In 2012, the World Health Organization ranked Bangladesh as the 6th highest tuberculosis (TB) burdened country in the world. As a highly contagious disease, tuberculosis poses a significant public health challenge to Bangladesh’s TB control especially when comorbid with Diabetes Mellitus (DM), a disease which suppresses the immune system in humans. The rise in DM means a growing percentage of the population face an increased risk of reactivation of latent TB infections. Moreover, underlying DM may adversely affect the success of TB treatment in patients, and vice versa. Before taking corrective action, a thorough analysis of TB-DM prevalence, distribution, and baseline treatment outcomes is needed. There is a large gap in the literature regarding prevalence of DM in TB patients in rural and urban areas. In addition, there is little information regarding treatment outcomes of TB in patients with DM in Bangladesh. Therefore, this study aimed to fill the existing gap in literature and help build stronger policies regarding tuberculosis control, and in turn improve the services provided by TB control programmes in Bangladesh.


• The study conducted oral glucose tolerance test (OGTT) of 1,910 TB patients in 16 districts of Bangladesh to gather information about their DM status.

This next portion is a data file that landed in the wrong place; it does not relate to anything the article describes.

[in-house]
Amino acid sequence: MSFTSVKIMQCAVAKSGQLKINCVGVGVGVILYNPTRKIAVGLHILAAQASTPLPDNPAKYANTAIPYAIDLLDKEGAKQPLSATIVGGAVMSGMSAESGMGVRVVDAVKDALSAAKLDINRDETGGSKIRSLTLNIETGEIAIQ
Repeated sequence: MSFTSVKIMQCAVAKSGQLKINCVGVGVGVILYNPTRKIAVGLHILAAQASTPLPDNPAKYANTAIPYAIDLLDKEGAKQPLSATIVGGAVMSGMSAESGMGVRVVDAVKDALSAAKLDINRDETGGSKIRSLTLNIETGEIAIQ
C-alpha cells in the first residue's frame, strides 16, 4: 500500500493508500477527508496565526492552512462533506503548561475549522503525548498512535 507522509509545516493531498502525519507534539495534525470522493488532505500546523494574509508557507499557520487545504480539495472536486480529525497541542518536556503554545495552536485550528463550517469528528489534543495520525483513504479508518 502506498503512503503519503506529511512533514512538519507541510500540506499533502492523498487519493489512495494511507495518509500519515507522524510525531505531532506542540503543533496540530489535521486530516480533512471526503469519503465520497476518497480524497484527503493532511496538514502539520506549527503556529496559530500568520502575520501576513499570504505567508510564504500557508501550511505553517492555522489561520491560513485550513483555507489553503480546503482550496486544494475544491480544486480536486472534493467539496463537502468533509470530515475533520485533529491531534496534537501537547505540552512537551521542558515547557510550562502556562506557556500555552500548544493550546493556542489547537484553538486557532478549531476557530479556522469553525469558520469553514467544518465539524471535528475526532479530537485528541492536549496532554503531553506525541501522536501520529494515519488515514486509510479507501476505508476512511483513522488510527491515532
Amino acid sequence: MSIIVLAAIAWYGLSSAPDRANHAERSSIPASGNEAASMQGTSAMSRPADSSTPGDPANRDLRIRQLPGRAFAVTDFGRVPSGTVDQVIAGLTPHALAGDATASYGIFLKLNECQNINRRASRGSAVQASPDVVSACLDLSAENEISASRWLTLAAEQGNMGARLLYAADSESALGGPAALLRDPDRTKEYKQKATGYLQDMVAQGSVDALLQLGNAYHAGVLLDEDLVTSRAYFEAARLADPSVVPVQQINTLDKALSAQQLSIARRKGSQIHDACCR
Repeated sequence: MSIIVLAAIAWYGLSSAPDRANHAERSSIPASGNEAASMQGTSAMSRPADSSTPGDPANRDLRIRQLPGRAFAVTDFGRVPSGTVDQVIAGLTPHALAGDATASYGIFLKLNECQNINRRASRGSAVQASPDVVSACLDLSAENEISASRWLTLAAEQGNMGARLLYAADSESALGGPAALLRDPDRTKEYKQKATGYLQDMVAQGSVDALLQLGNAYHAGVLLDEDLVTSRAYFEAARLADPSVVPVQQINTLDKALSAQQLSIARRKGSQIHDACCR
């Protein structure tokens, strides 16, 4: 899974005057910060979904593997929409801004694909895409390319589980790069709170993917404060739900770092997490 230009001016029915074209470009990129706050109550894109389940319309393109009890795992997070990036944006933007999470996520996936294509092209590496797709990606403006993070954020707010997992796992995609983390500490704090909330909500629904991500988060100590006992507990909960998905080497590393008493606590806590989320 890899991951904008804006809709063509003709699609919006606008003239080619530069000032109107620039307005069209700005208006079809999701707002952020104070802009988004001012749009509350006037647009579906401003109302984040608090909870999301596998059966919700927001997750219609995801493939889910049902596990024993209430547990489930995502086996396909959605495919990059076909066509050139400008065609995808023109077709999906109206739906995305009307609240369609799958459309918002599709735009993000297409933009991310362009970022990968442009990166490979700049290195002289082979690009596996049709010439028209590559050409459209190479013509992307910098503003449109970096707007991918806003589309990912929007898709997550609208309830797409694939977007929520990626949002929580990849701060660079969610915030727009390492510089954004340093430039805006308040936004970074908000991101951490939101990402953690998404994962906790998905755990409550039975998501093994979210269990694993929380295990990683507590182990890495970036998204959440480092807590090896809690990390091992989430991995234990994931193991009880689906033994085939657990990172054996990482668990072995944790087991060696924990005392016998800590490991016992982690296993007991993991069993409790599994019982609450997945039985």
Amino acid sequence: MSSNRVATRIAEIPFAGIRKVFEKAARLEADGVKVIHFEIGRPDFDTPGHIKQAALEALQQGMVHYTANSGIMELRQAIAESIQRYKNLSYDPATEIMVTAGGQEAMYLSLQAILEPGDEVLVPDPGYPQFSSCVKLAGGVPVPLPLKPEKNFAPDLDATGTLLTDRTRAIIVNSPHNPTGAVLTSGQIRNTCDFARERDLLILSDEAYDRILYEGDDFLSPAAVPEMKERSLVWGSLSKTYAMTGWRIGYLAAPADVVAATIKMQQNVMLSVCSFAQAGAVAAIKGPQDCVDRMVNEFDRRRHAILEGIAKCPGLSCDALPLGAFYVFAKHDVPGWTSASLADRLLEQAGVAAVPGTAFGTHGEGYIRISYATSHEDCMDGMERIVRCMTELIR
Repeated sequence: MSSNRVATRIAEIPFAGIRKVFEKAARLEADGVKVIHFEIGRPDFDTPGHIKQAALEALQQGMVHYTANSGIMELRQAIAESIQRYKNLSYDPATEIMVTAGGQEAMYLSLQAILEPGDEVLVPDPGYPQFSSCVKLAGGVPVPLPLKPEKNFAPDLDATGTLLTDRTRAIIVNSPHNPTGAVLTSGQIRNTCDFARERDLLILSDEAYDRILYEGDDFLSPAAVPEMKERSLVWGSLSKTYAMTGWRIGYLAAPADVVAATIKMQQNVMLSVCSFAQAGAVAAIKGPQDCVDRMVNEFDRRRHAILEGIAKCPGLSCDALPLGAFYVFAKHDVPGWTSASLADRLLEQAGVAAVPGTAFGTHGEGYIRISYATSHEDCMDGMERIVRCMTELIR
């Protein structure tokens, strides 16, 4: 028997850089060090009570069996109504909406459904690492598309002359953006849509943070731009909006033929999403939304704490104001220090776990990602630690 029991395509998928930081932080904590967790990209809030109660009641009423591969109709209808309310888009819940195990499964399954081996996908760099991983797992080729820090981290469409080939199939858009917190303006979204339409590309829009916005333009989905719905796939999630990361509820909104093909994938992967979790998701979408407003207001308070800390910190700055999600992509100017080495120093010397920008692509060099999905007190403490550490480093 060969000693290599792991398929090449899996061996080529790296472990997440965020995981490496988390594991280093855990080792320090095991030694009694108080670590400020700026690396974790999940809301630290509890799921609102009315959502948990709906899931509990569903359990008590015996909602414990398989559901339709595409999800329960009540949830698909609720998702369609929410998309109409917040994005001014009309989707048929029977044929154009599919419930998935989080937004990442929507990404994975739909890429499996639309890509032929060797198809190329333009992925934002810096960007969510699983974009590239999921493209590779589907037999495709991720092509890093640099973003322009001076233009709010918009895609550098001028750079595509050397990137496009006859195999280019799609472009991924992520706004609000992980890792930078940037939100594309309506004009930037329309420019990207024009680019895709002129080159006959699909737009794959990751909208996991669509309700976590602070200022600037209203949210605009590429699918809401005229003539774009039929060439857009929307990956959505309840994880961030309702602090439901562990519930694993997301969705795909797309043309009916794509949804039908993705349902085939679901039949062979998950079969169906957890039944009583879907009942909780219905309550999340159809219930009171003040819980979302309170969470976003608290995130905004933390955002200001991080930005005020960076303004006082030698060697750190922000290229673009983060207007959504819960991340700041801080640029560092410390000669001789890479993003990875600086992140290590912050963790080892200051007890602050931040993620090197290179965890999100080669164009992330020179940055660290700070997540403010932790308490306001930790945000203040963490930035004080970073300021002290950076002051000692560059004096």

• While undergoing the OGTT, the patients were also interviewed using a structured questionnaire, and their height and weight were measured to calculate their body mass index (BMI).
• The study also followed up with 750 patients after they had completed their treatment regimen to collect information about the outcome of their treatment.


Donor: Global Fund to Fight AIDS, Tuberculosis and Malaria (GFATM)


• A manuscript was submitted to the journal ‘The International Journal of Tuberculosis and Lung Disease’ on prevalence and risk factors of DM on TB patients. The paper is currently under review.
• A second manuscript on the influence of DM on the treatment outcome of TB patients was submitted to the journal ‘Journal of Tropical medicine and International Health’, which is also currently under review.